That a number of the presenters - Steven Sinofsky, Chris Jones and Antoine LeBlond - were all in turtle-neck sweaters didn't escape attention either. This is the favoured attire of one Steve Jobs. It looked eerie.
But let me not digress any further from the subject at hand, dear reader - this is a conference to present Windows 8 to developers, in all its present glory. Given that this is pre-release software, there were a few little glitches here and there, but I'll gloss over that.
Sinofsky, the president of the Windows and Windows Live Division, who bears some resemblance to Ben Kingsley, took the assembled through the features of Windows 8; while the classic Windows interface will be available if needed, the new version is more geared towards what is called Metro-style, which resembles a mobile phone interface.
In truth, given that even free software projects like Ubuntu GNU/Linux and GNOME have already come out with similar interfaces, Microsoft is a little late in advertising the wonders of Windows 8.
The interface is very nice, a radical departure from what one recognises as Windows and the focus is on touch. There is a link to everything possible on the desktop. Of course, this is old hat to anyone who has been using an iPad for the last four months as I have. It looks like a desperate attempt to catch up - and remember that it will take anything from a year to two for Windows 8 to arrive.
And I wonder - would anyone with a new PC, stretch out to use their fingers? Would someone with a new laptop that supports all the wonders of Windows 8 use their digits either? Or is it only the man or woman with the pad device who would do so? Food for thought, indeed.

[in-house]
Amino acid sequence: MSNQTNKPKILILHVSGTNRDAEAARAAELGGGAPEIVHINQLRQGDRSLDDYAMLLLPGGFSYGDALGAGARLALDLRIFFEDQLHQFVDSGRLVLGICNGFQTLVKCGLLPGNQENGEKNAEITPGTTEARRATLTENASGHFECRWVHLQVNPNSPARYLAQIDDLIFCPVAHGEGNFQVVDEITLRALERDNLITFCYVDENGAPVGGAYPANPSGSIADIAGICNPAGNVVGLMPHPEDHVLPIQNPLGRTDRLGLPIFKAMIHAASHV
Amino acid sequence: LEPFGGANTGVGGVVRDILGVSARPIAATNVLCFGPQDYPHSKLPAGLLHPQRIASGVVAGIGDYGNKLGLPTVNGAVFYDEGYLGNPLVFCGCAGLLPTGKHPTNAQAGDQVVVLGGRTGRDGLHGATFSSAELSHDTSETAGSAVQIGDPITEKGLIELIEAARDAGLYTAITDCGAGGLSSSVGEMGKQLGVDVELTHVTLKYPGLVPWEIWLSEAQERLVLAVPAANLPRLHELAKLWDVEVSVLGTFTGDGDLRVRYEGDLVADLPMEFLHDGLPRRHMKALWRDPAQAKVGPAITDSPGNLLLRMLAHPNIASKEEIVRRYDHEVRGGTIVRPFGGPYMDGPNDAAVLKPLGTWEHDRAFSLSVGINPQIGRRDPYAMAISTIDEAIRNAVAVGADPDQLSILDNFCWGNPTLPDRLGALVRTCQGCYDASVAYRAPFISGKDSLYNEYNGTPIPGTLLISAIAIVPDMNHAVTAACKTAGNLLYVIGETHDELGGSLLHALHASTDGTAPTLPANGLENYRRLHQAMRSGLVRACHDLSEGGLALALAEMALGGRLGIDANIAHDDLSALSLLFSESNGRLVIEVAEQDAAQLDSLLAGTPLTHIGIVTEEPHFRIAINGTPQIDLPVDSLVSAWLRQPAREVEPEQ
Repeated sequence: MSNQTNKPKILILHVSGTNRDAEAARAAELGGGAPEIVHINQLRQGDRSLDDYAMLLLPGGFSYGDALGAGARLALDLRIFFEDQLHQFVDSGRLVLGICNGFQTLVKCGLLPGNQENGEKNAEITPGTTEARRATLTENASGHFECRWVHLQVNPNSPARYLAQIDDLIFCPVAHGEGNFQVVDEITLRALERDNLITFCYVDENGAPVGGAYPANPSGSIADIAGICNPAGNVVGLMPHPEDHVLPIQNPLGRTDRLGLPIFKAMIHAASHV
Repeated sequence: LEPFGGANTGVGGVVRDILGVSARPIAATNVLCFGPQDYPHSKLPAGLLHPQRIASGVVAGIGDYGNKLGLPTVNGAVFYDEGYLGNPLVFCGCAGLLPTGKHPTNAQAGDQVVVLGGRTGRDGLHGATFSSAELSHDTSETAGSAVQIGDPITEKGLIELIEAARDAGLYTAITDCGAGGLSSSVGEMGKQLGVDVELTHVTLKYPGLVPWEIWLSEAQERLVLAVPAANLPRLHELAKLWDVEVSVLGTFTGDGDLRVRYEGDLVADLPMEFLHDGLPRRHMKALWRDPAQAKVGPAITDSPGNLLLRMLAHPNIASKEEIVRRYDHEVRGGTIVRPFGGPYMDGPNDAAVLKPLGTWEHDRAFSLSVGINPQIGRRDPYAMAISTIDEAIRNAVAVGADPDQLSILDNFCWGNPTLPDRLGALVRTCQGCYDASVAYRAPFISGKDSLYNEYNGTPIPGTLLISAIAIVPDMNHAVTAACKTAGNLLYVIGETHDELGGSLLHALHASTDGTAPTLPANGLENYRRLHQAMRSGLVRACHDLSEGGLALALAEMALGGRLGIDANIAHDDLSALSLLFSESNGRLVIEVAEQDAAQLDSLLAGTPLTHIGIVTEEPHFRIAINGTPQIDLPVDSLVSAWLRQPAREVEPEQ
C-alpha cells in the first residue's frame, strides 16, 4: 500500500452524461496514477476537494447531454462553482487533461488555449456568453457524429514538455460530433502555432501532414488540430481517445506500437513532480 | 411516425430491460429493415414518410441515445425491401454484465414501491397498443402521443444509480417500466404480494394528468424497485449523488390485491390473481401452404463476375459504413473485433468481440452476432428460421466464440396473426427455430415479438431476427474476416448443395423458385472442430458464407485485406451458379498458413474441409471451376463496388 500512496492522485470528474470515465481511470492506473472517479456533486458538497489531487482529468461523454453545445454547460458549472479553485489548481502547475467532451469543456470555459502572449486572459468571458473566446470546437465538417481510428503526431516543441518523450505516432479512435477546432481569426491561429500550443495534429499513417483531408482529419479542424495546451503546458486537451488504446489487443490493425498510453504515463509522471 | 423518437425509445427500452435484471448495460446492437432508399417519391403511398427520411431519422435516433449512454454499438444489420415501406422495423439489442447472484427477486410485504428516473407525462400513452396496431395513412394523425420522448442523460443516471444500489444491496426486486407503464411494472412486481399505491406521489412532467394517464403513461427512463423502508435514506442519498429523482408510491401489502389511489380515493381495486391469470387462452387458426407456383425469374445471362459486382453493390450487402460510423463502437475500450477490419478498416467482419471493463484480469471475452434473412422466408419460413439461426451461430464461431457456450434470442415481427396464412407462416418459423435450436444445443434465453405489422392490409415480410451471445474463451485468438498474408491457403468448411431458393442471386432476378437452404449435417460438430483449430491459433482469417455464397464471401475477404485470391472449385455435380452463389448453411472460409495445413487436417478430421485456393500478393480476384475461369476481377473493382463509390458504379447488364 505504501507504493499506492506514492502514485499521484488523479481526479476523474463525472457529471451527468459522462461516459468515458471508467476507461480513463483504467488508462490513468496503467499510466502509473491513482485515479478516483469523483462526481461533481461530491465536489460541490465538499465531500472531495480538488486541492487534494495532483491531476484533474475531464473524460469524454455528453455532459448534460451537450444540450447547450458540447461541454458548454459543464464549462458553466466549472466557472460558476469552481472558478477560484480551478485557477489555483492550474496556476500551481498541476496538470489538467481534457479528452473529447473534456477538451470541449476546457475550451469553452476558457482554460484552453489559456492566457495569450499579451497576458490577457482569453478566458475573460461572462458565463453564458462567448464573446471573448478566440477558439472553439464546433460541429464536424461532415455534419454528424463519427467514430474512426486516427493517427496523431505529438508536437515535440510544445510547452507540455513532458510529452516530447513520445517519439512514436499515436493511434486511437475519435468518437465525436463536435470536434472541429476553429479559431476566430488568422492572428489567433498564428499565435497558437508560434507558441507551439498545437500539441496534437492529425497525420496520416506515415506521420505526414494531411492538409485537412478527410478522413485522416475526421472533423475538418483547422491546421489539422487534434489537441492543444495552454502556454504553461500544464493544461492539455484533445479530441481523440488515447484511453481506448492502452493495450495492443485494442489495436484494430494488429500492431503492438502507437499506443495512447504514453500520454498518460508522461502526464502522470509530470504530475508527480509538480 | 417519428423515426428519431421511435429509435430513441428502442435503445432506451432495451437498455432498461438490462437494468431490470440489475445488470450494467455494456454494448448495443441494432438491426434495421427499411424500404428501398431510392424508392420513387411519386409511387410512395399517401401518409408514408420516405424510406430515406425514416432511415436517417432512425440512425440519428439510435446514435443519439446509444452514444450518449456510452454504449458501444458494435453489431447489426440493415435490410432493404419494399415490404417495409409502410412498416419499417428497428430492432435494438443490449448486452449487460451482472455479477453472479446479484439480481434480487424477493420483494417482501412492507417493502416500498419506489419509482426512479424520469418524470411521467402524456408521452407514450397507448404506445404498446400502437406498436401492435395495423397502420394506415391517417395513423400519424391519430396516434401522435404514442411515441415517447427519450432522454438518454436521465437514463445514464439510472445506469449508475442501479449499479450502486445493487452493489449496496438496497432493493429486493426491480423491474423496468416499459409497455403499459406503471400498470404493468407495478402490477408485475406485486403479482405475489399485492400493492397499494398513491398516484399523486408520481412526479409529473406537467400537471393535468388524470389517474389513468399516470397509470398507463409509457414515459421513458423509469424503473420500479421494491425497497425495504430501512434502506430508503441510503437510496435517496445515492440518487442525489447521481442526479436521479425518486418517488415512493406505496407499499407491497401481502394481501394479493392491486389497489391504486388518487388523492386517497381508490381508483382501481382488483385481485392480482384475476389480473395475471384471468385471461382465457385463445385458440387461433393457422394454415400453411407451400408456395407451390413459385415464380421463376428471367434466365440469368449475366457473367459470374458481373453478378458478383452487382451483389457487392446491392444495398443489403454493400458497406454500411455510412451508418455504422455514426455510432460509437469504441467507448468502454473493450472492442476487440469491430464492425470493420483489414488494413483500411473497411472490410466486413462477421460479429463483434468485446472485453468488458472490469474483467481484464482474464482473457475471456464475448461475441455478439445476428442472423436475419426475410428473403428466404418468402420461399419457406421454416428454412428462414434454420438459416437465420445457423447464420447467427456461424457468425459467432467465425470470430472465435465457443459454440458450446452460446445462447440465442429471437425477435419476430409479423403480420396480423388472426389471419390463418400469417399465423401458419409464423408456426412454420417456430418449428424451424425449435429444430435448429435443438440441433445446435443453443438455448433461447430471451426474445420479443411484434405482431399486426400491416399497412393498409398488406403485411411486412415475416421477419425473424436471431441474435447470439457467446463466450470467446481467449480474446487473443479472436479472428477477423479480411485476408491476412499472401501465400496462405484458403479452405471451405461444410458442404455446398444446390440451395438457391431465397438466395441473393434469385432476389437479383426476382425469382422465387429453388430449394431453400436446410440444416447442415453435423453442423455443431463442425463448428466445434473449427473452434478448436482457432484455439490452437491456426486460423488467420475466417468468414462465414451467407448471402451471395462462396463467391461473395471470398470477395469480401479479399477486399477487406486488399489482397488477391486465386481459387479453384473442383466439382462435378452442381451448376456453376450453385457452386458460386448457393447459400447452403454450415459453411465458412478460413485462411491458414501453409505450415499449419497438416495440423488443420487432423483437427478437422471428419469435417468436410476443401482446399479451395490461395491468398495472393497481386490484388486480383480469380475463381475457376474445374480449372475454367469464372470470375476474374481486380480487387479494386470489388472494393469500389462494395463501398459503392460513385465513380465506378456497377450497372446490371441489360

Steve Ballmer, the CEO of Microsoft, has claimed that 2012 will see the arrival of Windows 8 but that seems over-optimistic. For one, it is only now that Windows 7, which was hurriedly rushed out to mask the disaster that was Windows Vista, is coming into its own. Sinofsky said that 450 million copies had been sold to date and that consumer usage had for the first time exceeded that of Windows XP, the venerable workhorse that people are clinging to.
This means that the business market is still largely holding off from Windows 7 and if they were given a sniff that a radical new version of Windows was a year away, then chances are that a goodly number of Windows 7 subscriptions plus all the attendant digital and hard-copy media would have to be thrown into the Atlantic. Or the Pacific, take your choice.
More importantly, if all the wonderful features that Sinofsky and his colleagues mentioned are to function properly, it is going to take an awful lot of work before one goes public - my guess is 2013 at the earliest.